Dissertation/Thesis Abstract

Kinetic Vasculogenic Analyses of Endothelial Colony Forming Cells Exposed to Intrauterine Diabetes
by Varberg, Kaela Margaret, Ph.D., Indiana University - Purdue University Indianapolis, 2017, 204; 10601464
Abstract (Summary)

Vasculogenesis is a complex process by which endothelial stem and progenitor cells undergo de novo vessel formation. Quantitative assessment of vasculogenesis is a central readout of endothelial progenitor cell functionality. However, current assays lack kinetic measurements. To address this issue, new approaches were developed to quantitatively assess in vitro endothelial colony forming cell (ECFC) network formation in real time. Eight parameters of network structure were quantified using novel Kinetic Analysis of Vasculogenesis (KAV) software. KAV assessment of structure complexity identified two phases of network formation. This observation guided the development of additional vasculogenic readouts, including a tissue cytometry approach to quantify the frequency and localization of dividing ECFCs within cell networks. Additionally, FIJI TrackMate was used to quantify ECFC displacement and speed at the single cell level during network formation. These novel approaches were then applied to determine how intrauterine exposure to maternal type 2 diabetes mellitus (T2DM) impairs fetal ECFC vasculogenesis, and whether increased Transgelin 1 (TAGLN) expression in ECFCs from pregnancies complicated by gestational diabetes (GDM) was sufficient to impair vasculogenesis. Fetal ECFCs exposed to maternal T2DM formed fewer initial network structures, which were not stable over time. Correlation analyses identified that ECFC samples with greater division in branches formed fewer closed network structures and that reductions in ECFC movement decreased structural connectivity. To identify specific cellular mechanisms and signaling pathways altered in ECFCs following intrauterine GDM exposure, these new techniques were also applied in TAGLN expression studies. Similarly, ECFCs from GDM pregnancies and ECFCs overexpressing TAGLN exhibited impaired vasculogenesis and decreased migration. Both ECFCs from GDM pregnancies as well as ECFCs over-expressing TAGLN exhibited increased phosphorylation of myosin light chain. Reduction of myosin light chain phosphorylation via Rho kinase inhibition increased ECFC migration; therefore, increased TAGLN was sufficient to impair ECFC vasculogenic function. Overall, identification of these novel phenotypes provides evidence for the molecular mechanisms contributing to aberrant ECFC vasculogenesis. Determining how intrauterine exposure to maternal T2DM and GDM alters fetal ECFC function will enable greater understanding of the chronic vascular pathologies observed in children from pregnancies complicated by diabetes mellitus.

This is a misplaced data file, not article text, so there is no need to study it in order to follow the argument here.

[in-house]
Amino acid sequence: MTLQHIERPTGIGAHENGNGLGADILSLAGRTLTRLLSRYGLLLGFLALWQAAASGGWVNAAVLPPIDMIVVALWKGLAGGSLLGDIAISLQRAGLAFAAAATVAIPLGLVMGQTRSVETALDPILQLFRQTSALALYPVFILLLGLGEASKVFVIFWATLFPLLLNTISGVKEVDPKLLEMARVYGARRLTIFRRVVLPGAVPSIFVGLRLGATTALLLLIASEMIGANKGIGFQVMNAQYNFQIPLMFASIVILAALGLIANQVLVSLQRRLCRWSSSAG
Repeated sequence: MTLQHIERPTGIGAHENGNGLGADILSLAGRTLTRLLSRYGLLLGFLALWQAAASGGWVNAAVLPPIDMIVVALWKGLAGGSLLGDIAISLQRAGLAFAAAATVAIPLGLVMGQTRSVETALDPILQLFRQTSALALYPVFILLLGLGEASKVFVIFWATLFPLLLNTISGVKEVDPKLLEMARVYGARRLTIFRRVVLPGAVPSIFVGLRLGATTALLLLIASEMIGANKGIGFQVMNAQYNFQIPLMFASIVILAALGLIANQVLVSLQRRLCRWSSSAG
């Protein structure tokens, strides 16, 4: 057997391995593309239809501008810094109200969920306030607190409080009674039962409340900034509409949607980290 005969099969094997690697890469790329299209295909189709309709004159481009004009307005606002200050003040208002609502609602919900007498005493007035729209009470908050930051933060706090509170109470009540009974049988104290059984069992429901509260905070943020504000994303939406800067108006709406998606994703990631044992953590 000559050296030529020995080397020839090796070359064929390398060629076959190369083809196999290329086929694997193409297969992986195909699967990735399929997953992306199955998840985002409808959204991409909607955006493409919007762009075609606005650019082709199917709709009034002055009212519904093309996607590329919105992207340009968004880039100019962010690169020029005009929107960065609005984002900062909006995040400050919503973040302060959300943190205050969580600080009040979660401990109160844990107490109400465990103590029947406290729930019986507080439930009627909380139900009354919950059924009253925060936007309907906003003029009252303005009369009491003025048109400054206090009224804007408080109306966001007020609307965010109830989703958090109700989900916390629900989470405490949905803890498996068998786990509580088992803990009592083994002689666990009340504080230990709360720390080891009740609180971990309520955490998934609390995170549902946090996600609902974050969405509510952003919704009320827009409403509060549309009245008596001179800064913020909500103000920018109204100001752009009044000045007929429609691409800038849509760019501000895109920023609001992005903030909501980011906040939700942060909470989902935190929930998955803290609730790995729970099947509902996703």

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Indexing (document details)
Advisor: Haneline, Laura S.
Commitee: Clauss, Matthias A., Day, Richard N., Harrington, Maureen A., Srour, Edward F.
School: Indiana University - Purdue University Indianapolis
Department: Cellular and Integrative Physiology
School Location: United States -- Indiana
Source: DAI-B 79/01(E), Dissertation Abstracts International
Subjects: Molecular biology, Cellular biology, Physiology
Keywords: Diabetes, Endothelial, Microscopy, Migration, Transgelin, Vasculogenesis
Publication Number: 10601464
ISBN: 9780355145021
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